Saturday, February 19, 2011

Things you find on the intertubes

Last night I asked a question on twitter about what the best tool would be to replace my delicious account. I'm one of those people that gets all worried once rhumours start circulating that a service will be ended and so I've been trying to make sure I find a replacement social bookmarking tool for a few days.

At the same time, I'm growing increasingly frustrated with having accounts floating around the internet that mean that I have to remember a string of login details and none of them talk to each other. So at the risk of putting all my eggs in one basket (but I think it's a pretty safe basket), I'm trying out Google Bookmarks. Having used for for all of about half an hour at this point, I'm a little disappointed at the 'social' aspect of the bookmarking, but hopefully I find it easier with time and they also invest some better development in the function.

In the coming months I'm also going to be designing and launching some online learning with a community of adults in Australia and as part of this project I'm really hoping to include as many information sharing tools that are easy to learn and use as possible. Fingers crossed Google Bookmarks makes the cut and I don't have to bombard the learners with yet another login process.

An avid twitterer in my field directed me to this article outlining 9 more alternatives to delicious that I think I will take a look at. Given I'm already using evernote on my phone, and I'd like to combine the note taking, image capturing and bookmarking functions all in one, I'm thinking that and diigo might be a shoe-in. (sidenote: ask Yahoo! Answers what the alternatives to delicious are and you'll get a hilarious result)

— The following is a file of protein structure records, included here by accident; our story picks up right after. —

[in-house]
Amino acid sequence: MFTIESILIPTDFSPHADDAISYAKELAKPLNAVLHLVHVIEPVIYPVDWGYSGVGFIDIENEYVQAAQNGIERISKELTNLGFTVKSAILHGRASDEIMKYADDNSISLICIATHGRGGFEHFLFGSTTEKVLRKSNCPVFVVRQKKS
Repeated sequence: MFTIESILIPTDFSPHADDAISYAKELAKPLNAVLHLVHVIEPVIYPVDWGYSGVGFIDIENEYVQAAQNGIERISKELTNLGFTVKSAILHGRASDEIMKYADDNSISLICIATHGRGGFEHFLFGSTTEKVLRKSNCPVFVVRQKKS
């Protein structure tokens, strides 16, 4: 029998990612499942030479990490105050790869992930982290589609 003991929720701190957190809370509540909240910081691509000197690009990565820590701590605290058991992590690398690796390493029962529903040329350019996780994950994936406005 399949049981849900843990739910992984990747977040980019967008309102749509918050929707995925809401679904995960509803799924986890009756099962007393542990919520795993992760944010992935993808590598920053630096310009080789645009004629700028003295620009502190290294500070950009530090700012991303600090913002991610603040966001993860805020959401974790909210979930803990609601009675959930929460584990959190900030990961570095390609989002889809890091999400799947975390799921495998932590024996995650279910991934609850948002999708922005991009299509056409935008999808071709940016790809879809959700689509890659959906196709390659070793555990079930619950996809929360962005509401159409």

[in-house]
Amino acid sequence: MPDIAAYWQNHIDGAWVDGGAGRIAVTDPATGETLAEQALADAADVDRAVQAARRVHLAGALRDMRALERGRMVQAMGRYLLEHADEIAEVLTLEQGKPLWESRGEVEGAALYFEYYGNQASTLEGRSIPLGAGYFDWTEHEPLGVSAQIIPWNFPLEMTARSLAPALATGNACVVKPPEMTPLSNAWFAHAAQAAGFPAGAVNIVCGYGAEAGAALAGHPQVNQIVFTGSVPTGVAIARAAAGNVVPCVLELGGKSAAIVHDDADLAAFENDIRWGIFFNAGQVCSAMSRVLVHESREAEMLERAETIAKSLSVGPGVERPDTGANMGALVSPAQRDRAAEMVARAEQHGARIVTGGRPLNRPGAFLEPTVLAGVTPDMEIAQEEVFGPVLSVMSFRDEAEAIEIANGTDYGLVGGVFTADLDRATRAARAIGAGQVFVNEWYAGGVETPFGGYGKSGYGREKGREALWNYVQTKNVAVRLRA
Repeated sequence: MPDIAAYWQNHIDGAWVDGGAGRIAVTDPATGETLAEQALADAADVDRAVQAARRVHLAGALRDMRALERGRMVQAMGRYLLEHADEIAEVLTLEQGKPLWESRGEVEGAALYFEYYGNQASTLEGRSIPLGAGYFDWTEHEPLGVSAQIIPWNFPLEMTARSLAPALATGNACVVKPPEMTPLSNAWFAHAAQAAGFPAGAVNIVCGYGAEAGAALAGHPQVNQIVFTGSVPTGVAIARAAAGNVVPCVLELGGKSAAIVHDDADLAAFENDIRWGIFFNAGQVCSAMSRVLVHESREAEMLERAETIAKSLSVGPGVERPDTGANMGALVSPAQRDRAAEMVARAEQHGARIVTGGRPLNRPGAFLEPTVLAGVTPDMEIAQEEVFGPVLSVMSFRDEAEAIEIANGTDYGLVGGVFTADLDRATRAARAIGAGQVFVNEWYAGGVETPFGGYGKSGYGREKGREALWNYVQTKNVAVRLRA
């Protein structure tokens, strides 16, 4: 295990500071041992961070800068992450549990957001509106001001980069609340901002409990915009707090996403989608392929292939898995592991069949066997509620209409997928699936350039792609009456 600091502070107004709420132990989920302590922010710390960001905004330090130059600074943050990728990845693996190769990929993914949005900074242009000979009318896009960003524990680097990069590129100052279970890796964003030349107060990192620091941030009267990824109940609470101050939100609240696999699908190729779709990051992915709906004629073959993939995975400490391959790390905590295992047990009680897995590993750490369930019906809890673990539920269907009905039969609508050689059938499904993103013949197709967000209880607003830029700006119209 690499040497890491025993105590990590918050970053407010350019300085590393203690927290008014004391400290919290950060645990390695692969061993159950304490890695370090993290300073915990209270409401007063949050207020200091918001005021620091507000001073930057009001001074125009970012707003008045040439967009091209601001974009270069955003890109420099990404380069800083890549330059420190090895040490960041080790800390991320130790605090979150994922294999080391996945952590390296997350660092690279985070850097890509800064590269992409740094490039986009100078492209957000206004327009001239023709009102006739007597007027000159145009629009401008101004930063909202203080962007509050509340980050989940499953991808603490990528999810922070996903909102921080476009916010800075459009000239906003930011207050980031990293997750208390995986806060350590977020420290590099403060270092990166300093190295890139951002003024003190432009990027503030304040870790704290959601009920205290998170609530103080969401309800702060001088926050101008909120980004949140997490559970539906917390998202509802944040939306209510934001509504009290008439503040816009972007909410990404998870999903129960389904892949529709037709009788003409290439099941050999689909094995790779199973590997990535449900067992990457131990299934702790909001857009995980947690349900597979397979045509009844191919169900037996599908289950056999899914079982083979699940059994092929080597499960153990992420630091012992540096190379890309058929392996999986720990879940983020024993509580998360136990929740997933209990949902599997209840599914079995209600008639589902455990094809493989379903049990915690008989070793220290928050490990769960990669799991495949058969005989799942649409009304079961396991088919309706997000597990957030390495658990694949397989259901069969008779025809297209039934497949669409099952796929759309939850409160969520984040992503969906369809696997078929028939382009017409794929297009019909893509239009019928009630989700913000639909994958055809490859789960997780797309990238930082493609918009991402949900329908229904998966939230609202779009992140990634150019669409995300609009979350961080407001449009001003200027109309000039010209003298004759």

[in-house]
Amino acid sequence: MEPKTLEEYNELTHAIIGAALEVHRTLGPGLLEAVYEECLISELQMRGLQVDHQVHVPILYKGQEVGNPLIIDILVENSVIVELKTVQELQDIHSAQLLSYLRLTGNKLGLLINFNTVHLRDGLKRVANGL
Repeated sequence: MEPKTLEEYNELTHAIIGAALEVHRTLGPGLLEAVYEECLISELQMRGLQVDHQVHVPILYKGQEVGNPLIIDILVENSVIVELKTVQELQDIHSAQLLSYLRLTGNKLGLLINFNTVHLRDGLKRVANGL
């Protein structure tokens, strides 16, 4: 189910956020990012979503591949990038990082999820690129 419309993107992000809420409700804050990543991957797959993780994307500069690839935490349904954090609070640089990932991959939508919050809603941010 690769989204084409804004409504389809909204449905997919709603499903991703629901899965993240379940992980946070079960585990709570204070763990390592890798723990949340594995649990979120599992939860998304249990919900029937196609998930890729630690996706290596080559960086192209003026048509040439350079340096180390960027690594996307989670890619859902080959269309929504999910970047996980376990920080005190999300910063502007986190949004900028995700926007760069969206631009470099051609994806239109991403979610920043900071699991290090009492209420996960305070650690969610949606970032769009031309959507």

Friday, February 18, 2011

The New Social Learning

I read this book a couple of weeks ago in about two days. Straight up, that's a win. If you can make a business-related book easy enough to read so that people can knock it over quickly, you're on a good thing.

I think maybe I was the wrong audience for the majority of the chapters, as I'm already convinced that creating learner-controlled, technology-enabled learning that seamlessly interacts with information sharing and daily business function is the way to go.

That said, I did really enjoy the layout of the book - each chapter deals with a different aspect of addressing social media for business and corporate learning contexts. Starting with the basics of the arguments for social media at work and then moving to more detailed sections on how to approach change management and implementation, this book could be picked up by any manager and provide convincing arguments for embracing social media. I particularly enjoyed the section at the end of every chapter that provides hints on how to address objections from others.

In case you're interested in what others had to say about the book, you can read about it here, here, here and here. The authors have also cleverly created a web presence for the book including additional information, here.

It's practical, quick, straight-forward and relevant - all things that people looking to convince others about the benefits of social learning and social media need to make clear.

If that was enough to convince you, go buy a copy (if you're in Australia though, book-o it first, just to make sure you're getting the best deal).